My favorite bit in the newly unveiled National Strategy for Victory in Iraq aka Plan for Victory, is not that it is three years too late; not that there is no Arabic translation of this Plan available; not that the whole endeavor is regressive; not that there are cute checkmarks next to lines such as “As the terrorists themselves recognize…”; not that the words ‘Islam’, ‘Muslim’, or ‘Rumsfeld’ do not occur anywhere [or “Enemies of the legitimate Iraqi government”]; not that we learn that there are 3 million cell phones in Iraq today when a June 2004 DoC report put the number at 315,000 [million likely but I nitpick]; not that there are eighteen core assumptions ranging from the sappy “like people in all parts of the world, from all cultures and religions, when given the opportunity, the Iraqi people prefer to live in freedom rather than under tyranny” to the scary “regional meddling and infiltrations can be contained and/or neutralized“; no, my favorite bit lies among the quotes at the end of each Strategic Pillar:
Strategic Pillar Six, “One of the most important ways to fight terrorism is to promote democracy, and one of the most important ways to promote democracy is the rule of law.‚Äù – Attorney General Alberto Gonzales, July 2005. That’s rich, no? [pdf].
Wrote David Denby at the end of his Syriana review in this week’s NYer: “…the taste of freedom has turned to wormwood and gall.”
There must be a deep-boned tiredness that comes from working the field all day. Maybe that is what Gandhi wanted us to believe in. The soil under ones nail, the muscles stretched raw; a mind wiped clean. I haven’t the faintest. As a child, I went many a times with my Dadaji or my Chachji to our patch of land. I loved the bael gari [cow-cart] and the lunch by the TubeWell. I especially loved my uncles tales of fighting off bears and churails [or puchal paerey as they say in Punjab]. But, I was just a visitor. Clad in me Jordache jeans, no doubt [holy shit, they still exist]. I think wistfully of all that and the feeling that a farmer must get because I toiled in the digital farm all day. It just doesn’t hold the same satisfaction [or so I infer]. And the week stretches ahead of me. There is a ‘review’ due tomorrow. If the editor is reading this post, she is duly informed that it ain’t happening before friday. So there. My cold is not giving up without a fight.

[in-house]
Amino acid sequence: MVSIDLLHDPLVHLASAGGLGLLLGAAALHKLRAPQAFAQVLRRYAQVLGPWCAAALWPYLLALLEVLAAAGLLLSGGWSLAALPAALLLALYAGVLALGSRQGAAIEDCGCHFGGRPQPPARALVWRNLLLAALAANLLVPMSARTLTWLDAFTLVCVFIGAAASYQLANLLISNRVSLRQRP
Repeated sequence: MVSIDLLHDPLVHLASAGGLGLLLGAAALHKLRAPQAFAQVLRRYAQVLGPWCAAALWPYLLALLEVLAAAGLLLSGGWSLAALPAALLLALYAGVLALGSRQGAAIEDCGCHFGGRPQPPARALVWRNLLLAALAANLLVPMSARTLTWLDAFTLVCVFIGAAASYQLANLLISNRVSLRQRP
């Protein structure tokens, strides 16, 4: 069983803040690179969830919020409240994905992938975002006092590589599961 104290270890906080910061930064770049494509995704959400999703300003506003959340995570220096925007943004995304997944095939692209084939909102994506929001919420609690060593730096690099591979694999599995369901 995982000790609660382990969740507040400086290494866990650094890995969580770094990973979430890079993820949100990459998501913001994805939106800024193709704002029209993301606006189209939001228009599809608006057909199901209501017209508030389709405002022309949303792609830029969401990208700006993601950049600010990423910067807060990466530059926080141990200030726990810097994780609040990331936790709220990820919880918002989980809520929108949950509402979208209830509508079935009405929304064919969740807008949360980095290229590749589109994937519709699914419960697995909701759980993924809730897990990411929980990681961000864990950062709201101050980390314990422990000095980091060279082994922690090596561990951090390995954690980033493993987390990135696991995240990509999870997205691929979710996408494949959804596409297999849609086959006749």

In unrelated news, Land of Lime is up. If you know what is good for your soul, you will add it to your blogroll. You will also read the first post in the promising Sundays with Dr. Rajkumar series.
In related news, Seymour Hersh tells us about Bush’s manifest destiny in this week’s NYer. If I get to it, I will post more on it tomorrow.
Victorian Internet: “The next problem was to cross the sea. Britain, as an island with an empire, led the way.”
My urdu post got severely messed in a DB transfer. I am leaving the comments.
A solitary Netflix has sat on top of my tv for the last month. It just sits there. Sometimes, it makes it all the way into the DVD tray. Maybe even the menu comes up. Maybe a few scenes play out. But, this is one movie that never ends because it never can begin. There is nothing wrong with movie. I really want to see it. However, as a patron of Netflix for the last three years, I am here to tell you the truth: If you don’t watch it in the first three nights, it will not get watched. I am not claiming this as a universal truth. Just truth in my world. I used to have the three-at-a-time deal. Nothing was more satisfactory, than the swoosh with which I would drop them in the mail. 1. 2. 3. Watched. Tagged. Shipped. Next! Like clockwork. I even would put the pithy two sentence reviews for my Netflix “friends”. Then, one or two discs started to lag. At first I thought it was all those French noirs. But, no. Alexander the Great got shipped back unwatched. Ok, I did TRY to watch it but even the promise of Angeline couldn’t keep me from getting violent after 9 minutes. I switched to one-at-a-time deal. One movie at a time. How simple could it get. Well. That was the end of netflix.
Futility rises because other movies, garnered from other sources vie for attention. Last week, I got really tired. I mean, I _was_ really tired. But I wanted to end this sad run of nights ended with nary a sign of unhealthy escapism. So, I sat and watched Guy Ritchie’s Revolver. What a pound of horse manure that turned out to be. Feeling despondent, I immediately turned to watching Layer Cake. The cumultive effect was that now I have twice as many accents to make my limey friends wince. A side note: Daniel Craig will make a fine James Bond, as long as he plays it sad. Sadly, neither of these movies were Netflixed.
I love the service. I will never be without it. But, it demands too much from me. Its passiveness infuriarates me. I hate the service. I will cancel it tomorrow.